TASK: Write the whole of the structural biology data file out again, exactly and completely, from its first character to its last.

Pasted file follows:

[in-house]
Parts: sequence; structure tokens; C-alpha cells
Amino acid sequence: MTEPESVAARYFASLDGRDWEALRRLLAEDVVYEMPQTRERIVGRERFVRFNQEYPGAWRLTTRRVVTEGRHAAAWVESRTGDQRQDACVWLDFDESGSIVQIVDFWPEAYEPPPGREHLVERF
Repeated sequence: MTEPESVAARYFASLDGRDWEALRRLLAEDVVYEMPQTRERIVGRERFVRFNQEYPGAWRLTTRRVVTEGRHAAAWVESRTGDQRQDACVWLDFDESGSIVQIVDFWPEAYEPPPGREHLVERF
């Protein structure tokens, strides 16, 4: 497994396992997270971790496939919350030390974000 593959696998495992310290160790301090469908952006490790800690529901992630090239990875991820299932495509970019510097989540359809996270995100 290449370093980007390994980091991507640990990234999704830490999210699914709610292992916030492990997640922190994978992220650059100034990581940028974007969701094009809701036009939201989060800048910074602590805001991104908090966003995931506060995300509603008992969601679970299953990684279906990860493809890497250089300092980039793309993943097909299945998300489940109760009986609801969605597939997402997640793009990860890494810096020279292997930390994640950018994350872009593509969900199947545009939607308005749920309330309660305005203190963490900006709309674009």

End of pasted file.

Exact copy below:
[in-house]
Parts: sequence; structure tokens; C-alpha cells
Amino acid sequence: MTEPESVAARYFASLDGRDWEALRRLLAEDVVYEMPQTRERIVGRERFVRFNQEYPGAWRLTTRRVVTEGRHAAAWVESRTGDQRQDACVWLDFDESGSIVQIVDFWPEAYEPPPGREHLVERF
Repeated sequence: MTEPESVAARYFASLDGRDWEALRRLLAEDVVYEMPQTRERIVGRERFVRFNQEYPGAWRLTTRRVVTEGRHAAAWVESRTGDQRQDACVWLDFDESGSIVQIVDFWPEAYEPPPGREHLVERF
């Protein structure tokens, strides 16, 4: 497994396992997270971790496939919350030390974000 593959696998495992310290160790301090469908952006490790800690529901992630090239990875991820299932495509970019510097989540359809996270995100 290449370093980007390994980091991507640990990234999704830490999210699914709610292992916030492990997640922190994978992220650059100034990581940028974007969701094009809701036009939201989060800048910074602590805001991104908090966003995931506060995300509603008992969601679970299953990684279906990860493809890497250089300092980039793309993943097909299945998300489940109760009986609801969605597939997402997640793009990860890494810096020279292997930390994640950018994350872009593509969900199947545009939607308005749920309330309660305005203190963490900006709309674009």